Stocks mostly inched higher on Friday as rising energy shares offset early weakness, though the S&P 500 remained on track to break a five-week streak of gains.
Equities fell early after data showed a drop in single-family home sales, but a rebound in energy and material shares from their slump in the previous session, helped Wall Street overcome those losses. A rise in crude oil prices gave upside support to the energy sector.
The benchmark S&P 500 is down 1.2 percent for the week, though it remains up 10.3 percent for the year and up more than 25 percent from its October closing low.
While the swiftness of those gains have some investors waiting for further declines, many analysts do not see this week as the start of a deeper pullback. Instead, some are looking for a boost next week from quarter-end window dressing, when fund managers drop poor-performing stocks and chase the better-performing ones.
Overall, people feel good about stocks, so people want to jump in and buy on dips like we saw yesterday, said Michael Matousek, senior trader at U.S. Global Investors Inc, which manages about $3 billion in San Antonio. They're afraid of missing the boat so they focus on things that have lagged.
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An S&P index of energy shares <.GSPE> rose 1 percent while the S&P materials index <.GSPM> added 0.9 percent. Alcoa Inc rose 1.6 percent to $10.18, leading the Dow.
Another catalyst for Friday's rebound in basic resources stocks was news that the world's top copper producer, Chile's Codelco, had reported a surge in profits and an increase in production. In Thursday's decline, both the energy and materials sector indexes fell more than 1.5 percent.
Crude oil futures prices rose 1.8 percent on news that tightening Western sanctions had caused Iranian oil exports to fall significantly this month. Chevron Corp rose 1.1 percent to $106.54.
The Dow Jones industrial average <.DJI> was up 23.43 points, or 0.18 percent, at 13,069.57. The Standard & Poor's 500 Index <.SPX> was up 1.97 points, or 0.14 percent, at 1,394.75. The Nasdaq Composite Index <.IXIC> was down 6.16 points, or 0.20 percent, at 3,057.16.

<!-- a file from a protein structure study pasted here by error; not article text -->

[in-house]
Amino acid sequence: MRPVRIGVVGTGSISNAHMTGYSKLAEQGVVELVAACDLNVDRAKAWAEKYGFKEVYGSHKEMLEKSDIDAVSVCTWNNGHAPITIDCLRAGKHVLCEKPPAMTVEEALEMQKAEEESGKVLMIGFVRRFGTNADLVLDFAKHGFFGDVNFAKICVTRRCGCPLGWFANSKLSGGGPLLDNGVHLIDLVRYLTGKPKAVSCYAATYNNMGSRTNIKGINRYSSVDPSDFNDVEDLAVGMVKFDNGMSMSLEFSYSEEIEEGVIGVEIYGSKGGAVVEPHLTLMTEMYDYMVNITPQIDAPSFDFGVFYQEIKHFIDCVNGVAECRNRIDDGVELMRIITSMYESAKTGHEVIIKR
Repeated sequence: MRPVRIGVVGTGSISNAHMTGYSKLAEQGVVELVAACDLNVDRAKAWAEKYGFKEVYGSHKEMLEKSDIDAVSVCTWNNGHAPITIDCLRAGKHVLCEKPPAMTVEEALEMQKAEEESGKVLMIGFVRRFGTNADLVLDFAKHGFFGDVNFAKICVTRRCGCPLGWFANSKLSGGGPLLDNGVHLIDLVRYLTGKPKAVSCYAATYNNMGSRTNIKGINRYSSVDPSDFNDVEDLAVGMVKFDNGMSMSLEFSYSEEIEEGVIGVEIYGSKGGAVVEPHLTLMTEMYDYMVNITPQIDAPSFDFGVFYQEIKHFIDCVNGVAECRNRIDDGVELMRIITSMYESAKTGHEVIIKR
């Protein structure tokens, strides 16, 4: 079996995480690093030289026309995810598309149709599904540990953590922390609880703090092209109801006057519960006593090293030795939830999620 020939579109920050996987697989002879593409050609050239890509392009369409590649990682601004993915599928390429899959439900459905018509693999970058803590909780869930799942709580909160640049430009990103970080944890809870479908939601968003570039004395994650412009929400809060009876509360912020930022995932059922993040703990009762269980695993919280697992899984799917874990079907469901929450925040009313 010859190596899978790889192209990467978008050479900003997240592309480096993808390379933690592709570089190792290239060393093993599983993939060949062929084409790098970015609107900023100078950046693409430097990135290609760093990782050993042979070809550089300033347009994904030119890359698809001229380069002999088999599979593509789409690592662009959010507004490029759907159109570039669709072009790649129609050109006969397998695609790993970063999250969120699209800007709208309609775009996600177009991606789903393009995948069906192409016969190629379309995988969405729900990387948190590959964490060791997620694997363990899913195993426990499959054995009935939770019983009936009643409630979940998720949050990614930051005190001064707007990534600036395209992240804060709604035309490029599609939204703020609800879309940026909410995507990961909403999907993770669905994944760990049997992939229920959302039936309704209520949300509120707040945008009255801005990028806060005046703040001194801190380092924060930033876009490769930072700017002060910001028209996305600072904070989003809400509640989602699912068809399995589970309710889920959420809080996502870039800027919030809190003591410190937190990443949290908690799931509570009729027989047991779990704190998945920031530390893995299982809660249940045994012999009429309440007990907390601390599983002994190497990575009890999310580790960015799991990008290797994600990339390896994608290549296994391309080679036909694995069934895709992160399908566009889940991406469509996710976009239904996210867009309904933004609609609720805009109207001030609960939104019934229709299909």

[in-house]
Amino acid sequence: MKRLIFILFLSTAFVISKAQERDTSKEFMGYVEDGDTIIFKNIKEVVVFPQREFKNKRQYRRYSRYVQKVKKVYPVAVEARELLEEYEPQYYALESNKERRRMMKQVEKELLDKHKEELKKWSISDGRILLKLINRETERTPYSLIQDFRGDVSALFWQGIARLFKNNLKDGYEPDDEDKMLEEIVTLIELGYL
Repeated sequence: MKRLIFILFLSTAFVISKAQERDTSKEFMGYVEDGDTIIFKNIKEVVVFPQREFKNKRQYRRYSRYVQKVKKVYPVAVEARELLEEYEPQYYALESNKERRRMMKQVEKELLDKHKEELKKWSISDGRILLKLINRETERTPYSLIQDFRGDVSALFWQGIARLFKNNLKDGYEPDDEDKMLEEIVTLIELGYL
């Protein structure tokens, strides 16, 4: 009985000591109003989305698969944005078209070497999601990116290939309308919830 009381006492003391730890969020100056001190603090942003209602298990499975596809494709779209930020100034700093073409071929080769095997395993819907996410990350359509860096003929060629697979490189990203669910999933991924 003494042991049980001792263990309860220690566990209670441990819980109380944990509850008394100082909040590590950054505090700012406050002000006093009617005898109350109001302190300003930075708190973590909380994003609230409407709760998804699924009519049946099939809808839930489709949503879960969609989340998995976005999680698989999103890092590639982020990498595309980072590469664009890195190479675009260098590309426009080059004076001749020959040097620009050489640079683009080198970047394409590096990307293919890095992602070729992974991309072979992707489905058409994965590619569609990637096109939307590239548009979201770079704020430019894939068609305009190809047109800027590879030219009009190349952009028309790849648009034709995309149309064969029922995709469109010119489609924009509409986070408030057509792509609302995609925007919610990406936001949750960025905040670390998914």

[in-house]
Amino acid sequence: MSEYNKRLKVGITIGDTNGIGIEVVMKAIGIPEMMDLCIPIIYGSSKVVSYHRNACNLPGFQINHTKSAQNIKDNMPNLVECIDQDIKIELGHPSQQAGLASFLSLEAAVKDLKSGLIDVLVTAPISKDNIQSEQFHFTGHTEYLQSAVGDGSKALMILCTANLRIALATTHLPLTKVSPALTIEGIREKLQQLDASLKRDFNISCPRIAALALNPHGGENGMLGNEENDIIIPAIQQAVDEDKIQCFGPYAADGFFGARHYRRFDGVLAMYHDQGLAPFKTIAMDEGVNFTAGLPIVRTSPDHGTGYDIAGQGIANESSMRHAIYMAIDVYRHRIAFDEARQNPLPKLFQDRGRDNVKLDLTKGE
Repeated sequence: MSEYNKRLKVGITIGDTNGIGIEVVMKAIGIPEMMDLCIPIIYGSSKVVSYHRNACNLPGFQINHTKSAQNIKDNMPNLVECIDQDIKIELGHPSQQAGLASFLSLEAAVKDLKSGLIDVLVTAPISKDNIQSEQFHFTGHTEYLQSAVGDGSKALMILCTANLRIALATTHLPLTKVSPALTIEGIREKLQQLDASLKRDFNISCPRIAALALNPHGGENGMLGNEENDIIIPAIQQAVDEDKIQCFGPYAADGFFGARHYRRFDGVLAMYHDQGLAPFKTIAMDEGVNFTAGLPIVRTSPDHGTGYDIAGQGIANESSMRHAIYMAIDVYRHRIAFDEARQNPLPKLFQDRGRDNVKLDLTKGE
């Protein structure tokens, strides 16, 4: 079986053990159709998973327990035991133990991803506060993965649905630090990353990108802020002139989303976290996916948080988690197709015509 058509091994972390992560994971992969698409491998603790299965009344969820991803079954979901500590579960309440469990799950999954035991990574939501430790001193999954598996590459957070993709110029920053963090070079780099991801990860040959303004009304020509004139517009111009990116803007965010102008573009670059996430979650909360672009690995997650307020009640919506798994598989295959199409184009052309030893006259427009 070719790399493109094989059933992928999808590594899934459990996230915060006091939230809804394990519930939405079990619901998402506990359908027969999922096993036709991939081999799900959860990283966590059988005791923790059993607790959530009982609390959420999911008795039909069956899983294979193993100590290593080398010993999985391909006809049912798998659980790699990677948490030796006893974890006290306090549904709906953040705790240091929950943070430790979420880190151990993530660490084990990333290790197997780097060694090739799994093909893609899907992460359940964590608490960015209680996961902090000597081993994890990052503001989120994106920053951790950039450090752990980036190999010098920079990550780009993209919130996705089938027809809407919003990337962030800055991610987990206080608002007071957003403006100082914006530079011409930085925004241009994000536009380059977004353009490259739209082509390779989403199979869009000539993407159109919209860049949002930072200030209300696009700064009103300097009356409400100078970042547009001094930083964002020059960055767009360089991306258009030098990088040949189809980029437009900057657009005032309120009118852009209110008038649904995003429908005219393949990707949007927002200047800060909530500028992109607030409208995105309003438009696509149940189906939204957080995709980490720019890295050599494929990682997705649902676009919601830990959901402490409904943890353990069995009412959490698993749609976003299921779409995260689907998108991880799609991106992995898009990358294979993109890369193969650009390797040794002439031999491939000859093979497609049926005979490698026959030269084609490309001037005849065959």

The S&P 500 was on track for its fourth straight decline, the longest losing streak in four months.
Home sales fell 1.6 percent in February, Commerce Department data showed, although a climb in prices kept optimism intact that the industry may have hit its bottom.
We're continuing to get mixed messages out of the housing market, said Rob Morgan, chief investment strategist at Fulcrum Securities in Philadelphia. Even though these numbers are in line, they're well short of what a healthy market would be.
KB Home tumbled 4.8 percent to $10.70 after the fifth-largest U.S. homebuilder posted a wider first-quarter loss and said orders for new homes declined.
Fellow homebuilder Beazer Homes lost 2.5 percent to $3.45. The PHLX housing sector index <.HGX> dipped 0.8 percent.
Zynga Inc fell 4.4 percent to $13.15 after the online games maker said shareholders will sell about 43 million shares in a secondary offering.
Job search website Monster Worldwide Inc is open to selling all or part of itself and expects to have data ready for potential buyers soon, its chief executive said in an interview. Monster's stock jumped 8.2 percent to $10.27.
Nike Inc posted higher quarterly profit late Thursday as the sportswear retailer headed into the spring season with strong demand. But Nike's stock, which had climbed earlier to a session high at $111.50, reversed gears and fell 3.1 percent to $107.55 at midday.
Darden Restaurants Inc lost 2.1 percent to $50.76 after it posted higher third-quarter profit, boosted by increased sales at its Olive Garden chain.
(Editing by Jan Paschal)